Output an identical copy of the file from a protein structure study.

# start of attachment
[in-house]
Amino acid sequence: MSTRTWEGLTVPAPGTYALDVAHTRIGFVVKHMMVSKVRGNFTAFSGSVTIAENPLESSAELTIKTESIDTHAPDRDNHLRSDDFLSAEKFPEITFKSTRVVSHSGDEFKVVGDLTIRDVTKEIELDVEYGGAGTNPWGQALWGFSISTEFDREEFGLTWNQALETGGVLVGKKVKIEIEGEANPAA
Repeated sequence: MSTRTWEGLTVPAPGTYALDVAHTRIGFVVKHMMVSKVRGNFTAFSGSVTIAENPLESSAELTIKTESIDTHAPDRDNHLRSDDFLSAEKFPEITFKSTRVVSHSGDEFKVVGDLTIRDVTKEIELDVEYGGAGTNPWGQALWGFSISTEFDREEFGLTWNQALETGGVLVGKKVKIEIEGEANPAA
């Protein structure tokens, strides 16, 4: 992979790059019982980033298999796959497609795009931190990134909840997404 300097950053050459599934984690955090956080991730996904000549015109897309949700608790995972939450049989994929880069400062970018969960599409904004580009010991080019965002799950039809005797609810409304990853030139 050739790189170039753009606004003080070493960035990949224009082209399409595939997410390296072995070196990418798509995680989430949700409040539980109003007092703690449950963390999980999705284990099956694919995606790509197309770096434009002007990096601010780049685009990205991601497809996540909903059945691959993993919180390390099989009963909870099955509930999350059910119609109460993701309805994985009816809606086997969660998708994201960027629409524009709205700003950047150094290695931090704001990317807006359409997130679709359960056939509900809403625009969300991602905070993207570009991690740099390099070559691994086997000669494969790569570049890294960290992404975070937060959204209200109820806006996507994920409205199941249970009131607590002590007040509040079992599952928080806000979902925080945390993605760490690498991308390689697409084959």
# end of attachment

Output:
[in-house]
Amino acid sequence: MSTRTWEGLTVPAPGTYALDVAHTRIGFVVKHMMVSKVRGNFTAFSGSVTIAENPLESSAELTIKTESIDTHAPDRDNHLRSDDFLSAEKFPEITFKSTRVVSHSGDEFKVVGDLTIRDVTKEIELDVEYGGAGTNPWGQALWGFSISTEFDREEFGLTWNQALETGGVLVGKKVKIEIEGEANPAA
Repeated sequence: MSTRTWEGLTVPAPGTYALDVAHTRIGFVVKHMMVSKVRGNFTAFSGSVTIAENPLESSAELTIKTESIDTHAPDRDNHLRSDDFLSAEKFPEITFKSTRVVSHSGDEFKVVGDLTIRDVTKEIELDVEYGGAGTNPWGQALWGFSISTEFDREEFGLTWNQALETGGVLVGKKVKIEIEGEANPAA
């Protein structure tokens, strides 16, 4: 992979790059019982980033298999796959497609795009931190990134909840997404 300097950053050459599934984690955090956080991730996904000549015109897309949700608790995972939450049989994929880069400062970018969960599409904004580009010991080019965002799950039809005797609810409304990853030139 050739790189170039753009606004003080070493960035990949224009082209399409595939997410390296072995070196990418798509995680989430949700409040539980109003007092703690449950963390999980999705284990099956694919995606790509197309770096434009002007990096601010780049685009990205991601497809996540909903059945691959993993919180390390099989009963909870099955509930999350059910119609109460993701309805994985009816809606086997969660998708994201960027629409524009709205700003950047150094290695931090704001990317807006359409997130679709359960056939509900809403625009969300991602905070993207570009991690740099390099070559691994086997000669494969790569570049890294960290992404975070937060959204209200109820806006996507994920409205199941249970009131607590002590007040509040079992599952928080806000979902925080945390993605760490690498991308390689697409084959």